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I have been working in my current job for a month and am still in my probation period.

I don't feel secured here and am worried that I may get let go.

I started looking for another job.

If they ask me in one of the interviews about why I want to leave my existing employer after just a month, should I tell the truth or just come up with an excuse?

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    All you have to say is, "I am looking for a permanent position for long term employment." Don't say you are worried about being let go of. It looks bad for you as they'll wonder why. – Dan Mar 2 at 18:29
  • Just say "it was not a good fit" (this is true). – guest Mar 2 at 18:53
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No, you don't have to, you probably will be asked though. But it might be a good idea to share anyway, hence it’s best if you developed a reasonable answer in advance. I've personally been in the same position, here is what I did:

I said I realized it was not a good fit, not what I looked for nor what I felt they needed. So the best option for both was to be honest, come forward and end it instead of dragging it out or staying for the sake of it.

This shows you are good at evaluating your skills and your fit in a company. And you are willing to take the right decisions.

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    You will be asked. It’s best if you have developed a reasonable answer in advance. Also practice actually saying the words aloud. – John Oglesby Mar 1 at 23:29
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    @JohnOglesby I added your suggestions to the answer. – KMSTR Mar 2 at 8:33
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No one is hooking you up to a lie detector here. With that said, my answer here, as would be my approach to the interview in general, is to 'sell the best you'. So tell the truth but present it in a way that makes you look good.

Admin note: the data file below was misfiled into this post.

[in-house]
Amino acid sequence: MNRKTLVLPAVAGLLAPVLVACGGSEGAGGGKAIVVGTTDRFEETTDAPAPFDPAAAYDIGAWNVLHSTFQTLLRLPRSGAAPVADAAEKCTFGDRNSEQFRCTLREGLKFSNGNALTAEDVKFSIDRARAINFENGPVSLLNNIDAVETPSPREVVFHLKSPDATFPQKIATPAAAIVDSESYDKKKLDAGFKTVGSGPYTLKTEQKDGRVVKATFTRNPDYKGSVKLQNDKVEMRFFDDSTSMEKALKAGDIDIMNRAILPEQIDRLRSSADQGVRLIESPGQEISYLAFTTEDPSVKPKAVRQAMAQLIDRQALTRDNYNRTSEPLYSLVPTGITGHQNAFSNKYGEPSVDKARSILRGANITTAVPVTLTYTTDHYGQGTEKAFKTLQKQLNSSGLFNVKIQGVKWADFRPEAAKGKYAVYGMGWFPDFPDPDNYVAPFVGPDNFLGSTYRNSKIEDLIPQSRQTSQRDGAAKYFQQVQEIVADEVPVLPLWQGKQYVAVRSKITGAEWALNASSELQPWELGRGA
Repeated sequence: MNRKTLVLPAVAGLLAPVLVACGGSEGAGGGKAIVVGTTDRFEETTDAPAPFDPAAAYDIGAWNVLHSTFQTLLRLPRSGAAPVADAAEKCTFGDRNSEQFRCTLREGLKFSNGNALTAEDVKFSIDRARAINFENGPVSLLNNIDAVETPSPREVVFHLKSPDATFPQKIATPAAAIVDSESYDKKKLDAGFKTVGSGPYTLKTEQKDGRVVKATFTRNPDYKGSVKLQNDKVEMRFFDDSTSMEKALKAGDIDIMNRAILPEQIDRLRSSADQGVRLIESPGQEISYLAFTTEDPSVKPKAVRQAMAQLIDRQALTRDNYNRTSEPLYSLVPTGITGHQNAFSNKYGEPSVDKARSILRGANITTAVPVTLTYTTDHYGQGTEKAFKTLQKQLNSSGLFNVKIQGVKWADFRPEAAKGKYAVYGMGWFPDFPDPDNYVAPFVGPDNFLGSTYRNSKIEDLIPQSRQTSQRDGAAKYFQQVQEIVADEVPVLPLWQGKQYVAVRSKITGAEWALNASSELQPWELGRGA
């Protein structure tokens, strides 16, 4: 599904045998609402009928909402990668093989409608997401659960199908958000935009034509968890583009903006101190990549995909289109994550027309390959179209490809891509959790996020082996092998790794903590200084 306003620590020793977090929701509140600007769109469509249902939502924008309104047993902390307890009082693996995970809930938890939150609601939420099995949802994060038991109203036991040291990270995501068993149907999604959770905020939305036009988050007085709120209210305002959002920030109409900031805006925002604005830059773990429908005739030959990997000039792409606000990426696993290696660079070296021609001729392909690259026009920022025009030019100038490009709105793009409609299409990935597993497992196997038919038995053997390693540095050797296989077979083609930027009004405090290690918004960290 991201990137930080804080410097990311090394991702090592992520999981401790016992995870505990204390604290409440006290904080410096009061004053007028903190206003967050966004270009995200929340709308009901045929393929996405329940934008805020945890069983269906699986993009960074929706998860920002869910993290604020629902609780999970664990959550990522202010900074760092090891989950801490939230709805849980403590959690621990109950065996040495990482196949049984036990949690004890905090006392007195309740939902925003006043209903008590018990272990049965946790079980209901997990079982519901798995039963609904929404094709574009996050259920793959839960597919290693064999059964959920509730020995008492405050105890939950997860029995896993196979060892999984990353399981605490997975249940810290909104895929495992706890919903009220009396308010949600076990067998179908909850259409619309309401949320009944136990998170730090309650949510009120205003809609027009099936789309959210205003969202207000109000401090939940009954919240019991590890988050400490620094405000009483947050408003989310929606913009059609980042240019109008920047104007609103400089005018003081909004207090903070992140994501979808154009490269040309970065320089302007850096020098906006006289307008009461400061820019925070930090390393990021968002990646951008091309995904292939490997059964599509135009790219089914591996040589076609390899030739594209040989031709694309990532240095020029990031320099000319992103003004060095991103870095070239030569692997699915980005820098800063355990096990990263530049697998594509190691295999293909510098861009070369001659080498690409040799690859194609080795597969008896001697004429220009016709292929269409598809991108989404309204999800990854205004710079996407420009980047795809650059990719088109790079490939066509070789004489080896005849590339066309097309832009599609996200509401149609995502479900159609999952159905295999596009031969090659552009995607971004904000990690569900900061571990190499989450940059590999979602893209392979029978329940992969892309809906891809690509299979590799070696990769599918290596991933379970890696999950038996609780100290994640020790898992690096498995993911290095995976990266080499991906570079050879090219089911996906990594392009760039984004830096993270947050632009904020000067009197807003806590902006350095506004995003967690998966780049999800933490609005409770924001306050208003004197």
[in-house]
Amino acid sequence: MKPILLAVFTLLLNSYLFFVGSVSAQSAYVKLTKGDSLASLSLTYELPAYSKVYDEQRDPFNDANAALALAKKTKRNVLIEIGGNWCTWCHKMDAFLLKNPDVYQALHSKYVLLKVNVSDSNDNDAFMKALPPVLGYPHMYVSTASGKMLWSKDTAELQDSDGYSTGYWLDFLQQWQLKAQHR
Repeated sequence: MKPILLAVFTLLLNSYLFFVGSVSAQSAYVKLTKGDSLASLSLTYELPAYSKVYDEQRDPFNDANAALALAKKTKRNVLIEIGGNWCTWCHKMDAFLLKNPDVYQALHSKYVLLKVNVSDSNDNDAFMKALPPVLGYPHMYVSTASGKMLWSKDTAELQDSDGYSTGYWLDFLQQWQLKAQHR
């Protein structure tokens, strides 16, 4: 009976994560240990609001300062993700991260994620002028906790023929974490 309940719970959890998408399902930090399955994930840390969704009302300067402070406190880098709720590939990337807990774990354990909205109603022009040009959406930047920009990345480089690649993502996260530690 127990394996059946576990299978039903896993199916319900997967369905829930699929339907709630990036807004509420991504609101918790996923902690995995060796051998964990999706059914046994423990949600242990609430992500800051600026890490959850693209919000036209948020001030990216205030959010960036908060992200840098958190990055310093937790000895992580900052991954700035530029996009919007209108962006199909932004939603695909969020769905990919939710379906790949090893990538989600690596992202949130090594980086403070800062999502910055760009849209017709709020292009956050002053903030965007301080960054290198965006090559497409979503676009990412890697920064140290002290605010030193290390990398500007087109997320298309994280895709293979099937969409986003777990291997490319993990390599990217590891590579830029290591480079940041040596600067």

So what are your reasons for thinking that you're about to get the axe? If you don't ask yourself that question, you'll be caught out when the interviewer inevitably asks the same.

If it is performance or culture related, you could say something like "I came to realise after a month that I wasn't a good fit for them/their corporate culture".

If it's redundancy or layoffs you are worried about, you can usually explain that as-is or you can say something like "I became concerned about the direction the company is taking with regards to my role".

Think about the real reason, then salesman/woman it up.

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The answer your question directly no you don't but remember that lies have a way of catching up to you.

I don't feel secured here and worried that I may get let go.

That doesn't feel to me like something you should hide. I would literally just say that I doubt any company interviewing you should want to know more than that.

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It really depends on a few factors:

  • Do you think honest feedback would be well-received?
  • Do you think honest feedback would change things for those still there
  • Can you express your reasoning in a reasonably civil and non provocative/emotional way?

If you can answer yes to all of those, then sure, go for it. If you don't think they'll act on your feedback (and have good reason to think that) then there's probably no point.

If you're likely to want to go back to this place, say if the market changes, then you need to consider whether you'll offend the employer. If the employer is pretty reasonable, then go for it, but if they aren't, consider whether or not to burn that bridge.

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  • I think he’s asking about job interviews, not exit interviews. You’ve written a reasonable answer to a different question than the one that got asked. – nick012000 Mar 3 at 0:19
  • DW, it's been downvoted by enough passing traffic anyway – Owen C. Jones Mar 3 at 9:34
  • Why not to delete "wrong" answer or rewrite a "right" one? – Andrei Suvorkov Mar 3 at 10:22

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